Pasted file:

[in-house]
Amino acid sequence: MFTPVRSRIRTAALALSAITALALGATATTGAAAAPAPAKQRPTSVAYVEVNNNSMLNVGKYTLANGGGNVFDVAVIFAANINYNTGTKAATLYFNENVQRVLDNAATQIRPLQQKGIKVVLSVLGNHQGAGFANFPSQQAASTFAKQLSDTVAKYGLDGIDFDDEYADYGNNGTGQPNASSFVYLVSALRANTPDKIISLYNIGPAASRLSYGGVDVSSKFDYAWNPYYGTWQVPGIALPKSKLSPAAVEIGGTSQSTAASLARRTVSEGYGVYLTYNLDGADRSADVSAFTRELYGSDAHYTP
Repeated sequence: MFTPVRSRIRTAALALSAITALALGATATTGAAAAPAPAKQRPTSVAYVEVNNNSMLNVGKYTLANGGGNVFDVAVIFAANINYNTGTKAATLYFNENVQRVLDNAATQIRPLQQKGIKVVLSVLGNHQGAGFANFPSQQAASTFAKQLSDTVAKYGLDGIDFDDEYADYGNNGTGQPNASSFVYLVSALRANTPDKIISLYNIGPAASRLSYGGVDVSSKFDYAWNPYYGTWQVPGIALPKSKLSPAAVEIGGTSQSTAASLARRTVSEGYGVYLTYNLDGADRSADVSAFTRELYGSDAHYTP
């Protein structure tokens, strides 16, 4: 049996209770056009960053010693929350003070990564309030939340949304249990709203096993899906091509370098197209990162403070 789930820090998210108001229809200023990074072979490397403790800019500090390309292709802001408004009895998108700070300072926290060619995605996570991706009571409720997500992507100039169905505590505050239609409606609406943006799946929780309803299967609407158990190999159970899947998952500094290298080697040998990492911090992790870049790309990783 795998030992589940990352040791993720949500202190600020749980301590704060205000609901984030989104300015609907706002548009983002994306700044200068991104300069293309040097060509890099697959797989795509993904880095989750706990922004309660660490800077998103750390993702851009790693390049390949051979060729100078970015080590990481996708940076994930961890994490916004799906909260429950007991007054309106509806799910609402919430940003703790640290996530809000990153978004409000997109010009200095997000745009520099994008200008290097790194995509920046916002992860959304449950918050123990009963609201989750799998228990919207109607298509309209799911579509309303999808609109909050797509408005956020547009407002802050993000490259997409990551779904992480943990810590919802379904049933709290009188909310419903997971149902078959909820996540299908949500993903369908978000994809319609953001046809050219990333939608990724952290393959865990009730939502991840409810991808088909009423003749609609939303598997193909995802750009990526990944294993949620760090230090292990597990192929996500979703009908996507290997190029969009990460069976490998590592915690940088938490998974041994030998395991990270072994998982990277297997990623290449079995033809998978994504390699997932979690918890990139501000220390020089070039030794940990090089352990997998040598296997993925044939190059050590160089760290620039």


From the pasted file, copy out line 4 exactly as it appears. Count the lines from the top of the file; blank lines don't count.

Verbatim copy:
């Protein structure tokens, strides 16, 4: 049996209770056009960053010693929350003070990564309030939340949304249990709203096993899906091509370098197209990162403070 789930820090998210108001229809200023990074072979490397403790800019500090390309292709802001408004009895998108700070300072926290060619995605996570991706009571409720997500992507100039169905505590505050239609409606609406943006799946929780309803299967609407158990190999159970899947998952500094290298080697040998990492911090992790870049790309990783 795998030992589940990352040791993720949500202190600020749980301590704060205000609901984030989104300015609907706002548009983002994306700044200068991104300069293309040097060509890099697959797989795509993904880095989750706990922004309660660490800077998103750390993702851009790693390049390949051979060729100078970015080590990481996708940076994930961890994490916004799906909260429950007991007054309106509806799910609402919430940003703790640290996530809000990153978004409000997109010009200095997000745009520099994008200008290097790194995509920046916002992860959304449950918050123990009963609201989750799998228990919207109607298509309209799911579509309303999808609109909050797509408005956020547009407002802050993000490259997409990551779904992480943990810590919802379904049933709290009188909310419903997971149902078959909820996540299908949500993903369908978000994809319609953001046809050219990333939608990724952290393959865990009730939502991840409810991808088909009423003749609609939303598997193909995802750009990526990944294993949620760090230090292990597990192929996500979703009908996507290997190029969009990460069976490998590592915690940088938490998974041994030998395991990270072994998982990277297997990623290449079995033809998978994504390699997932979690918890990139501000220390020089070039030794940990090089352990997998040598296997993925044939190059050590160089760290620039």